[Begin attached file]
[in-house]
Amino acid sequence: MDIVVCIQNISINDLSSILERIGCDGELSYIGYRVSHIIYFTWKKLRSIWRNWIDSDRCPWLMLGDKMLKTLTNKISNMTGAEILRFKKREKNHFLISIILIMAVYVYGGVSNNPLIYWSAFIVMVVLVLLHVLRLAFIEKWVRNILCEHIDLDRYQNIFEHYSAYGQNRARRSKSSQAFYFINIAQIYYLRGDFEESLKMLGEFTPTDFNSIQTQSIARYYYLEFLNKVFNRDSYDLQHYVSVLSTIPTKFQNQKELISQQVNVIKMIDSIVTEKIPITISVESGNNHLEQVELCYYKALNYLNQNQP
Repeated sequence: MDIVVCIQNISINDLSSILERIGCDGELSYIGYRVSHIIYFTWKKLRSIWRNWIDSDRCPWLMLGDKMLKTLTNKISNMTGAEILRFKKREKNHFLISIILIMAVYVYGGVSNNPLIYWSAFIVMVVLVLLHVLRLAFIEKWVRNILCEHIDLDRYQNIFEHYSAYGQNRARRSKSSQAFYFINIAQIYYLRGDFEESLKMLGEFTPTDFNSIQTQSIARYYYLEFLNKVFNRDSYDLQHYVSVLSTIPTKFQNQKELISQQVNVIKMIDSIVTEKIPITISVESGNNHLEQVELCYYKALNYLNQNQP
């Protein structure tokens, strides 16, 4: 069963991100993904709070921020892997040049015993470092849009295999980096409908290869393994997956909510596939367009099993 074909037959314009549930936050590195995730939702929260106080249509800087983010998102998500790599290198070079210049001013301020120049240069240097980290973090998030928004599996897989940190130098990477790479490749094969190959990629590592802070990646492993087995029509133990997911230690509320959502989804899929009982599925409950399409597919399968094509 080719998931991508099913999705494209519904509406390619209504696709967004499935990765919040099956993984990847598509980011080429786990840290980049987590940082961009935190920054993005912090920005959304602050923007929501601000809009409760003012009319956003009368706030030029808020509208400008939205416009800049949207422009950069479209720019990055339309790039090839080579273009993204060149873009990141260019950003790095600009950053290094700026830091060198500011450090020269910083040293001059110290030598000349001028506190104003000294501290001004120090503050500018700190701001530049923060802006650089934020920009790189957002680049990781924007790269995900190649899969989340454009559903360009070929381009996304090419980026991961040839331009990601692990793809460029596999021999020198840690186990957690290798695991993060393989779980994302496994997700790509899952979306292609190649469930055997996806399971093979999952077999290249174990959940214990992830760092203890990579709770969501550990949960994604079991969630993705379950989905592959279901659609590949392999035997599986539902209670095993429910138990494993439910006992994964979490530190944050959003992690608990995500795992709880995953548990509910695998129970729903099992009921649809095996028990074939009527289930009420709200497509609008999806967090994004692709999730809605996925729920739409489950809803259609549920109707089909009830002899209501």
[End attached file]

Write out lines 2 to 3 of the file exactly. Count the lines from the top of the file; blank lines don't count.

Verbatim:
Amino acid sequence: MDIVVCIQNISINDLSSILERIGCDGELSYIGYRVSHIIYFTWKKLRSIWRNWIDSDRCPWLMLGDKMLKTLTNKISNMTGAEILRFKKREKNHFLISIILIMAVYVYGGVSNNPLIYWSAFIVMVVLVLLHVLRLAFIEKWVRNILCEHIDLDRYQNIFEHYSAYGQNRARRSKSSQAFYFINIAQIYYLRGDFEESLKMLGEFTPTDFNSIQTQSIARYYYLEFLNKVFNRDSYDLQHYVSVLSTIPTKFQNQKELISQQVNVIKMIDSIVTEKIPITISVESGNNHLEQVELCYYKALNYLNQNQP
Repeated sequence: MDIVVCIQNISINDLSSILERIGCDGELSYIGYRVSHIIYFTWKKLRSIWRNWIDSDRCPWLMLGDKMLKTLTNKISNMTGAEILRFKKREKNHFLISIILIMAVYVYGGVSNNPLIYWSAFIVMVVLVLLHVLRLAFIEKWVRNILCEHIDLDRYQNIFEHYSAYGQNRARRSKSSQAFYFINIAQIYYLRGDFEESLKMLGEFTPTDFNSIQTQSIARYYYLEFLNKVFNRDSYDLQHYVSVLSTIPTKFQNQKELISQQVNVIKMIDSIVTEKIPITISVESGNNHLEQVELCYYKALNYLNQNQP